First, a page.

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Md. church employs goats to uncover hidden graves (Photos)

Friday - 8/30/2013, 4:58pm  ET

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These goats look hungry. On Saturday, some will begin their feast at St. Ignatius Catholic Church. (WTOP/Michelle Basch)
  • Gallery: (8 images)

PORT TOBACCO, Md. - A local church founded more than 370 years ago is bringing in a team of experts to uncover hidden graves.

It's a team of goats.

St. Ignatius Catholic Church and its surrounding buildings have stood in the Port Tobacco area of Charles County for a very long time.

The church was founded in 1641.

"There's two sets of walls, two buildings that we think were built somewhere between 1660 and 1690, but we're not sure," said the church's pastor, Fr. Tom Clifford, S.J.

The church that stands today was built in 1798, and Clifford thinks the oldest graves near it date as far back as the 1850s.

Besides being the oldest continuously active parish in the United States, the church is also recognized for its stunning setting.

"It's certainly noted by many as the most spectacular view in Charles County, because you can look down across the cemetery to the Port Tobacco River and out to the mouth of the Port Tobacco and into the Potomac," Clifford said.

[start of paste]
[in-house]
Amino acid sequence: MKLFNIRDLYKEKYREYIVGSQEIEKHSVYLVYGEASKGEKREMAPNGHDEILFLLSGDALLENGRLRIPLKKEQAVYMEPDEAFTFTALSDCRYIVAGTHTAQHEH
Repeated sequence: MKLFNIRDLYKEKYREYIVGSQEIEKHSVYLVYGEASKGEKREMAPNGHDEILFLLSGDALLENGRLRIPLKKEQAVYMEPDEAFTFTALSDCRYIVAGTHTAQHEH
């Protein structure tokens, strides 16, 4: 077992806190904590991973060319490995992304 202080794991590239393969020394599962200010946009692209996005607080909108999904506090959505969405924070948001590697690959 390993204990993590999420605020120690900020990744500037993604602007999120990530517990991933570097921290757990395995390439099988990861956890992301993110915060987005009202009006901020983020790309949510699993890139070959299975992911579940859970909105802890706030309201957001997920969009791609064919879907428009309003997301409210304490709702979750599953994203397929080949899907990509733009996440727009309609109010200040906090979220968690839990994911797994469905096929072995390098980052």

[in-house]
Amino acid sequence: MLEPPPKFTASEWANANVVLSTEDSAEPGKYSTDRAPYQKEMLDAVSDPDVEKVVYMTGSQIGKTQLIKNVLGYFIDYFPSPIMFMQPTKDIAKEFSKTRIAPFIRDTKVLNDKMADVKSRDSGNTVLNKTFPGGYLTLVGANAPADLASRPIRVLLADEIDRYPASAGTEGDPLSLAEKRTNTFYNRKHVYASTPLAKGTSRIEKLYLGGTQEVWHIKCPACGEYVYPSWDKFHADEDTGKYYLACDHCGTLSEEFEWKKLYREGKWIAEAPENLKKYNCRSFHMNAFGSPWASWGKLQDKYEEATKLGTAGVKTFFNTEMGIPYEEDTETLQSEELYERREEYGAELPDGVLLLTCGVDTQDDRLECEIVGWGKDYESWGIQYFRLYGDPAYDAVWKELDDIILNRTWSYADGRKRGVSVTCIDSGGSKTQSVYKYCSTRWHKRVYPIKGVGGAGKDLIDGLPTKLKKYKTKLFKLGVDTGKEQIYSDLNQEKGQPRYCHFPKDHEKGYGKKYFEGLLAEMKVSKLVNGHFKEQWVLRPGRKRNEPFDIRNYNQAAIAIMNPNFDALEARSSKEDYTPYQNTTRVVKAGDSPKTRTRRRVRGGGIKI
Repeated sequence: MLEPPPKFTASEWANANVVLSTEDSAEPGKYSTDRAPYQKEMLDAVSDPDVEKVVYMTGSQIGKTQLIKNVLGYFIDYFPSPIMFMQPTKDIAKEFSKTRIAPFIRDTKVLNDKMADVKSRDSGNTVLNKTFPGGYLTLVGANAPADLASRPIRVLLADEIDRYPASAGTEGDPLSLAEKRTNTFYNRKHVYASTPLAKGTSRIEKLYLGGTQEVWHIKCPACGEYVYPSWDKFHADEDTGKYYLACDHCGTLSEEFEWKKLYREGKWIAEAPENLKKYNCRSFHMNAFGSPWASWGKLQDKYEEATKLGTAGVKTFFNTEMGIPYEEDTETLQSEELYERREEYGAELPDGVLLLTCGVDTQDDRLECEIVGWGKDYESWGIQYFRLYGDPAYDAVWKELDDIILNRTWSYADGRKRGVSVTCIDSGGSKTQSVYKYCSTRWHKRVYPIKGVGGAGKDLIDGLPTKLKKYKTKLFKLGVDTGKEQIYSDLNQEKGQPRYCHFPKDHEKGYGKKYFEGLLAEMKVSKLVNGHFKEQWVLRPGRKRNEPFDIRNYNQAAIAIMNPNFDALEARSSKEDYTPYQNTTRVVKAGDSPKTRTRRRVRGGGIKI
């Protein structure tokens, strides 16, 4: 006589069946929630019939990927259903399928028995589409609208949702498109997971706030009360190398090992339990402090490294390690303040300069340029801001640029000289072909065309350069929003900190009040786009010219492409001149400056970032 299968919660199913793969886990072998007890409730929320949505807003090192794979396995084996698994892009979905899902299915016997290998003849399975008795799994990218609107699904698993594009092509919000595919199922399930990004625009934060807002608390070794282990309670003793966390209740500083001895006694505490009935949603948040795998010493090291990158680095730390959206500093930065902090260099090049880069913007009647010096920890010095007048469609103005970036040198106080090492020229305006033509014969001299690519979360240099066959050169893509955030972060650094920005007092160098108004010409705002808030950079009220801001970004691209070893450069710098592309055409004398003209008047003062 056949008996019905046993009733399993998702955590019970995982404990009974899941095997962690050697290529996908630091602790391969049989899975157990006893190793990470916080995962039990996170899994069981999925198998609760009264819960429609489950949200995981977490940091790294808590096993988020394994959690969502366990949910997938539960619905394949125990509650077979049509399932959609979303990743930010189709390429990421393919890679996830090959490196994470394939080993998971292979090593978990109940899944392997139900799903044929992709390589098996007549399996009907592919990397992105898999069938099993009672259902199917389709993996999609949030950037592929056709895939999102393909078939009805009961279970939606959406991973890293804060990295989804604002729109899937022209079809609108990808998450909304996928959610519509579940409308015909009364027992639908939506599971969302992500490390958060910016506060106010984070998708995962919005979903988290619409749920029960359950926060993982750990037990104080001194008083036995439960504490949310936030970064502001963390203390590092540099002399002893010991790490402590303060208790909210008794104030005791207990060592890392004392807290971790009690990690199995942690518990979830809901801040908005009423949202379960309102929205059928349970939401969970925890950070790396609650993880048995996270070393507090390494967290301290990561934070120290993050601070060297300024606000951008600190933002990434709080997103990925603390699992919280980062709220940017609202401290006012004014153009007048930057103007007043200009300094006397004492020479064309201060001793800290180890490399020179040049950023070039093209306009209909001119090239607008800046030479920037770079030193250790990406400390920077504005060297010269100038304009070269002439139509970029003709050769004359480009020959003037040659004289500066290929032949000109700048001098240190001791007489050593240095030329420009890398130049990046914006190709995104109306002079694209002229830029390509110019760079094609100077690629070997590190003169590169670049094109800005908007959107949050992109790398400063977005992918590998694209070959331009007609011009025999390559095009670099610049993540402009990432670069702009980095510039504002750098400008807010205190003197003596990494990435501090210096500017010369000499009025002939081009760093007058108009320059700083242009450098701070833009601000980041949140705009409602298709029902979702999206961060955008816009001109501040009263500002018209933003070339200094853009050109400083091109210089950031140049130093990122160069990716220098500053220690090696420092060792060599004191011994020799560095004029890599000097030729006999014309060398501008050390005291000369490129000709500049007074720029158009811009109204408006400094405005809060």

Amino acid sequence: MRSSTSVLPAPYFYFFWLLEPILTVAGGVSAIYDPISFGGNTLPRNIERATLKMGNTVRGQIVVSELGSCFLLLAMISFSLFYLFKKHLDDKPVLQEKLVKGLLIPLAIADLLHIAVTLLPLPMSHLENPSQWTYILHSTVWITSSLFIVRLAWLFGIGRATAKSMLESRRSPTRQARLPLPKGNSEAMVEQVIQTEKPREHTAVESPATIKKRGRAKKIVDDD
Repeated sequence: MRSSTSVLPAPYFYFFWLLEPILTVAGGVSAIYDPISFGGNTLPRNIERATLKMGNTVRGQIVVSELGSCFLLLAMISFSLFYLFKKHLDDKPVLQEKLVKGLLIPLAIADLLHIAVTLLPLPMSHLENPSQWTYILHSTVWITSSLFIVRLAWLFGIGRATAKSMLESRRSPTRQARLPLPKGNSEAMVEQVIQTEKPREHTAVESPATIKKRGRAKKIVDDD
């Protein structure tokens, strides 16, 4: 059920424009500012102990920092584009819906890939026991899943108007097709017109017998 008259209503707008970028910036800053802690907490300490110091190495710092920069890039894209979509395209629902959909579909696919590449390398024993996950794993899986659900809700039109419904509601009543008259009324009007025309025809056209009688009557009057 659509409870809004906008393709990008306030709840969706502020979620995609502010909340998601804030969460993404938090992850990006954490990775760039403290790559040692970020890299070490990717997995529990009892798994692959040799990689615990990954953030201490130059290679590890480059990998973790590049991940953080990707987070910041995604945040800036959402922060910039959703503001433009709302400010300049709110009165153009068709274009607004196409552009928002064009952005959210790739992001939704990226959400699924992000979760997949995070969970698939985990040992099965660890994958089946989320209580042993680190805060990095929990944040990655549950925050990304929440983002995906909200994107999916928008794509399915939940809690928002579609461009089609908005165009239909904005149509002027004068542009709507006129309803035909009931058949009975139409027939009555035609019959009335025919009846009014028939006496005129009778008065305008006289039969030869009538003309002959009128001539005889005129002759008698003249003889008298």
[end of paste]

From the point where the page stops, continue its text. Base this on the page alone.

Unfortunately, part of the cemetery has been neglected for years.

On a walking tour, Clifford showed WTOP how weeds and vines have completely taken over one section. Several headstones peeked out from tangled brush.

"If you lose a foot a year, it doesn't take long before you lose 30 or 40 feet. So we're not even sure how far out we're going to find stones. Certainly 25 feet. That's easy," Clifford said.

The church has another reason to clear the mass of vegetation.

It's getting ready to open a new section of its cemetery with 200 available gravesites, and the area that's overgrown blocks the view of the church from this new section, which is situated at the bottom of a hill.

Goats have been hired do the dirty job of clearing the vegetation and rediscovering graves that can no longer be seen. They're an ideal choice because they won't harm the graves like heavy equipment would, and they love to eat many of the annoying plants that make humans itch.

"They prefer the poison sumac, poison ivy, poison oak and the multiflora rose, which that's what this job is just inundated with," said Mary Bowen, owner of Prosperty Acres Farm in the Sunderland area of Calvert County, which is renting the goats to the church.

Bowen said she'll bring in between 35 and 40 goats starting Saturday to chew their way through two acres.

"They're going to reach up as high as they can go, some of the goats can stand up on their hind feet 6 to 6 1/2 feet."

She expects the job to take two weeks at most.

Bowen said goats are basically workaholics.

"When they are laying down people think, 'oh, they are taking a break.' No, they're actually ruminating what they have eaten and then they can get back up and take down more vegetation, so they're constantly working," she said.

"They don't take smoke breaks, they don't need to go and play Facebook and Candy Crush on their telephone, they're very, very busy and they actually love their job," Bowen added.

When they are not off doing other jobs, the goats live year-round at Mellomar Golf Park in Owings, Md., maintaining the greens there.

St. Ignatius Church has other repair and upkeep costs and welcomes donations via its website.

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